My Brother Jim & I – A Story About Bowling … and Much More

Here is one of my all-time favorites among the articles I wrote for PARADE from the mid-1970’s until the mid-1990’s.  There’s no need for me to explain up front; I think it speaks for itself:

Two brothers renew a family bond and make a discovery
A POCKETFUL OF DREAMS
PARADE – September 15, 1985

My brother Jim and I have seen ourselves through many good and bad times by going out to the alleys. When one of us feels high or low, the other might say, “Let’s go rolling.” Pretty soon we’re bowling as if our lives depended on getting strikes or spares.

To explain, first I should mention Grosso’s Alleys. This was a worn-out, ancient bowling establishment in my hometown of Larchmont. N.Y. I used to go there with my grade-school friends on weekends. Jim was still too young to bowl, but he knew that I went there often. He knew I went rolling even in the summertime, when other kids were outside at the beach or playing ball. He figured there must be something special and even magical about the place.

Grosso’s Alleys was up a flight of old wooden stairs, above a row of stores. To me, it was a second home. I thought of Mr. and Mrs. Grosso as another set of grandparents. It was still the ‘50s, and in those days the alleys had no computers or pin-setting machines, so we had to keep score and have the pins set by hand. When my friends and I bowled, we acted as  pin boys for each other.

Pin Boys - We used to get a quarter per game!

We became acquainted there with the men who made a living by setting pins. They earned a quarter a game. When all twelve alleys were filled with league bowlers, Mr. and Mrs. Grosso often allowed us kids to work as pin-setters too. That was my first real job. It felt good to be sweating down in the alley pits with the grown men and to be making my own money – which I usually spent on more bowling.

In the fifth grade, I rolled a 207, thanks to an older boy who taught me how to throw a pretty fair hook.  One Saturday morning, my Dad and I won a father-son tournament.  It gave us a new feeling of closeness. We brought home a trophy in the form of a bowling pin crudely painted red, blue and yellow to resemble a doll.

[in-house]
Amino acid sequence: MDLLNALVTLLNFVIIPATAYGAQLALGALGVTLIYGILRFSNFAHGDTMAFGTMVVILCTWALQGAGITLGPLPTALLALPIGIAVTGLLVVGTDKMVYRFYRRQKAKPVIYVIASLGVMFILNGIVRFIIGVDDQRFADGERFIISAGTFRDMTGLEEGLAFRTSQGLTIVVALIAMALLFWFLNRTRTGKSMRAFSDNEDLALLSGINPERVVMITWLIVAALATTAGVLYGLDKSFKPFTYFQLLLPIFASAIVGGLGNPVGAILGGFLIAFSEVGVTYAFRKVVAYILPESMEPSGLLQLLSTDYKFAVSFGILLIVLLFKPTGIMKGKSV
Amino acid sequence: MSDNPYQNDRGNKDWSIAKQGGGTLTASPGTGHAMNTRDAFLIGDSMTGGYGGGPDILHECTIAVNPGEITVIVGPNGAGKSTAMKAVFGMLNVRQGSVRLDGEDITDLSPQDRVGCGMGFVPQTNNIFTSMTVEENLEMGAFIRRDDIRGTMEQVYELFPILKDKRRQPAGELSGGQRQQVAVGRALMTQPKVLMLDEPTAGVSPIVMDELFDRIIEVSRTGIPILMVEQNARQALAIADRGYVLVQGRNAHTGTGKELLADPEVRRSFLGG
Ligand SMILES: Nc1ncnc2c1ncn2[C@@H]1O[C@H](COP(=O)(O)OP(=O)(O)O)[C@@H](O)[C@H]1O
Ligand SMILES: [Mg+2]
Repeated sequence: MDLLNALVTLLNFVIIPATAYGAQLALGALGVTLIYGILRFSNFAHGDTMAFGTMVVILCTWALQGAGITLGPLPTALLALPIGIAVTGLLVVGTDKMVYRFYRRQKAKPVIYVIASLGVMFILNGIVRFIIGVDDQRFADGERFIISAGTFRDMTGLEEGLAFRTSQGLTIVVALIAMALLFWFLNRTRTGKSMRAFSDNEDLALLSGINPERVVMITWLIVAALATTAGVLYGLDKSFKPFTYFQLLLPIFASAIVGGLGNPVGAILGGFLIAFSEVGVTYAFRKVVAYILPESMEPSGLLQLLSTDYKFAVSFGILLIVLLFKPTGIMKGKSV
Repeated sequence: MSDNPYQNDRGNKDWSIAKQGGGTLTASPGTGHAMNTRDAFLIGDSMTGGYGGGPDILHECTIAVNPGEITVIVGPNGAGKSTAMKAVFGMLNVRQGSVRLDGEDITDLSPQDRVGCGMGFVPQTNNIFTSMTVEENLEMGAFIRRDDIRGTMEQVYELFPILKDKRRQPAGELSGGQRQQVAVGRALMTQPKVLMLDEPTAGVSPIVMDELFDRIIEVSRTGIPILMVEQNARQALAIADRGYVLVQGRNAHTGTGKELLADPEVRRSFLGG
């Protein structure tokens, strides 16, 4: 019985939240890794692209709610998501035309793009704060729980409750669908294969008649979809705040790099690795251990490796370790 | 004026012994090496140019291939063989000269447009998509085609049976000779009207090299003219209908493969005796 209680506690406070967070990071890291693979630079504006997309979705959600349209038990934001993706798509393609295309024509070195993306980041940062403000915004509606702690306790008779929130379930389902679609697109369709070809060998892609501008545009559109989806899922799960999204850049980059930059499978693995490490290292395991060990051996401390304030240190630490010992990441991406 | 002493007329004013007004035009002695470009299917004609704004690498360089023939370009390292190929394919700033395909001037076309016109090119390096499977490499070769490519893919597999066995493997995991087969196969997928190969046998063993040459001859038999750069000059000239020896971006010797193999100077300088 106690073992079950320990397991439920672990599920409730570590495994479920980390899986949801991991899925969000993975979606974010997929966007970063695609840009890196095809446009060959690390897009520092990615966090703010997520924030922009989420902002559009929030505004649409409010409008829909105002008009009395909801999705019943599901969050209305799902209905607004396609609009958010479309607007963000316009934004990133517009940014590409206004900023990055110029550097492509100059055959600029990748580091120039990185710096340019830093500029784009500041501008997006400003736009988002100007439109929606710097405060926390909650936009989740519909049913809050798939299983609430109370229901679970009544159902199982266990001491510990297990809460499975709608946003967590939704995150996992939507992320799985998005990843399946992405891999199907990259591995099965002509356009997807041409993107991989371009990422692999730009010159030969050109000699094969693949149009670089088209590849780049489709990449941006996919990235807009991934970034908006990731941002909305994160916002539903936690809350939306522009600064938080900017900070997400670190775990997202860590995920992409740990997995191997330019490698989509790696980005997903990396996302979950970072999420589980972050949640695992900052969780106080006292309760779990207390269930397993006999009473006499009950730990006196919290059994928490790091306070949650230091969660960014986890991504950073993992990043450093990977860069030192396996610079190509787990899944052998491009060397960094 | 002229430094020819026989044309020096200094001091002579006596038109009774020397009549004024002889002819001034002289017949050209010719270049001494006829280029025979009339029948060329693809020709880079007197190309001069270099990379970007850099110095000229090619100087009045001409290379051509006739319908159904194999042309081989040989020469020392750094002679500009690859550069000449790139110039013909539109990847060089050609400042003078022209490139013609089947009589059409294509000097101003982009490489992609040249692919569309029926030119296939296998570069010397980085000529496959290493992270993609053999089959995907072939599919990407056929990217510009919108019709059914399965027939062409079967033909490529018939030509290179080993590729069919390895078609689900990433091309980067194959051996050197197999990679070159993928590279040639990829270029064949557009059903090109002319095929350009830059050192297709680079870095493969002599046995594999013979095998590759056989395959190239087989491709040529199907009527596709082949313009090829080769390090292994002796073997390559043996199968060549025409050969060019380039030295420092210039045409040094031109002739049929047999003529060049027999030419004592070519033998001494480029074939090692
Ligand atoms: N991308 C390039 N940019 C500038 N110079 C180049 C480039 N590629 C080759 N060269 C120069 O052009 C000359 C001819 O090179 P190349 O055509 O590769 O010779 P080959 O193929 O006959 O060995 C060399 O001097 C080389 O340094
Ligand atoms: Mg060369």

My brother took that weird-looking trophy into his hands. He stared at it with an expression of awe. I knew right then that before long he, too, would be rolling.

Now, there's a nice hook for you -- spinning its way off the edge of the gutter before heading for the pocket!

By the time I was in high school. Grosso’s Alleys was designated a fire hazard and closed down.  Meanwhile, a new, modern bowling establishment was built nearby. Lots of us would go there to roll and play the pinball machines and hang around with the girls. In fact, it was at the new alleys that I met my steady girlfriend, whom I eventually married.

I was on the varsity bowling team. The five of us wore glossy orange shirts with our school initials printed in black. Each week, we went to a new set of alleys to roll against a team from a different high school. There were no cheerleaders, no spectators. It definitely wasn’t a glamour sport.

One of the great feelings you can have -- rolling into the pocket for a perfect strike!

At the same time, off somewhere by himself, Jim was rolling and perfecting his game. He was catching up with me. When I went away to college, he wrote to say that he’d bowled a 253.  That, I had to admit, was a family record.

When I was back in town as a married man with a newspaper job, occasionally Jim would call and say, “Want to go rolling tonight?”  For us, bowling was a way of staying in touch. It gave us a lot of laughs. The time I flung a ball and ripped the seat of my pants up the middle, I thought he’d die.

It also gave us a chance to talk and express our visions of the future. He and his girlfriend were going to get married, Jim said, and then he and I both would have families. We would grow old together as brothers, fathers and uncles, watching our children and grandchildren share their lives and even bowl together. That was one of his dreams.

While rolling we competed, but not really against each other. What we were doing was “searching for the pocket.” We meant trying to find the exact spot to hit on the first throw, so all ten pins would go down for a strike.